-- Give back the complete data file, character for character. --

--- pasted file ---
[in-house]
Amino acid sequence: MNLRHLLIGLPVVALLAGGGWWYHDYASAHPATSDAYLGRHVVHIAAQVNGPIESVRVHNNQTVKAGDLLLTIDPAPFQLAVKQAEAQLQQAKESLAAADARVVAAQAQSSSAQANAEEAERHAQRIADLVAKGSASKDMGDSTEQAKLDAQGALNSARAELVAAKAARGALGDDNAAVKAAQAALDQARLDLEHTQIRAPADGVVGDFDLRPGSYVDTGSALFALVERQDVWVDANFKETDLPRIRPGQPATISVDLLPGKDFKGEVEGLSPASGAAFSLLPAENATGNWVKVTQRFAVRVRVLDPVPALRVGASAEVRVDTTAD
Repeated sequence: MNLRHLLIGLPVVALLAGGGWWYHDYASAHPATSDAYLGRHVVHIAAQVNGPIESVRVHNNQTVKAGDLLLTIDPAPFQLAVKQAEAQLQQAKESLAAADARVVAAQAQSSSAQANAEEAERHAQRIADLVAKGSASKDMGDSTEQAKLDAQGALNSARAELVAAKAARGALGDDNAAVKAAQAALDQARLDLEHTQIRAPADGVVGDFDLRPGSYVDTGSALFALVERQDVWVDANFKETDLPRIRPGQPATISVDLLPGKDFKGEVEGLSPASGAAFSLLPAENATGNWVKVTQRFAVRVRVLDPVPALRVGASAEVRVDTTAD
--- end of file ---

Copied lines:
[in-house]
Amino acid sequence: MNLRHLLIGLPVVALLAGGGWWYHDYASAHPATSDAYLGRHVVHIAAQVNGPIESVRVHNNQTVKAGDLLLTIDPAPFQLAVKQAEAQLQQAKESLAAADARVVAAQAQSSSAQANAEEAERHAQRIADLVAKGSASKDMGDSTEQAKLDAQGALNSARAELVAAKAARGALGDDNAAVKAAQAALDQARLDLEHTQIRAPADGVVGDFDLRPGSYVDTGSALFALVERQDVWVDANFKETDLPRIRPGQPATISVDLLPGKDFKGEVEGLSPASGAAFSLLPAENATGNWVKVTQRFAVRVRVLDPVPALRVGASAEVRVDTTAD
Repeated sequence: MNLRHLLIGLPVVALLAGGGWWYHDYASAHPATSDAYLGRHVVHIAAQVNGPIESVRVHNNQTVKAGDLLLTIDPAPFQLAVKQAEAQLQQAKESLAAADARVVAAQAQSSSAQANAEEAERHAQRIADLVAKGSASKDMGDSTEQAKLDAQGALNSARAELVAAKAARGALGDDNAAVKAAQAALDQARLDLEHTQIRAPADGVVGDFDLRPGSYVDTGSALFALVERQDVWVDANFKETDLPRIRPGQPATISVDLLPGKDFKGEVEGLSPASGAAFSLLPAENATGNWVKVTQRFAVRVRVLDPVPALRVGASAEVRVDTTAD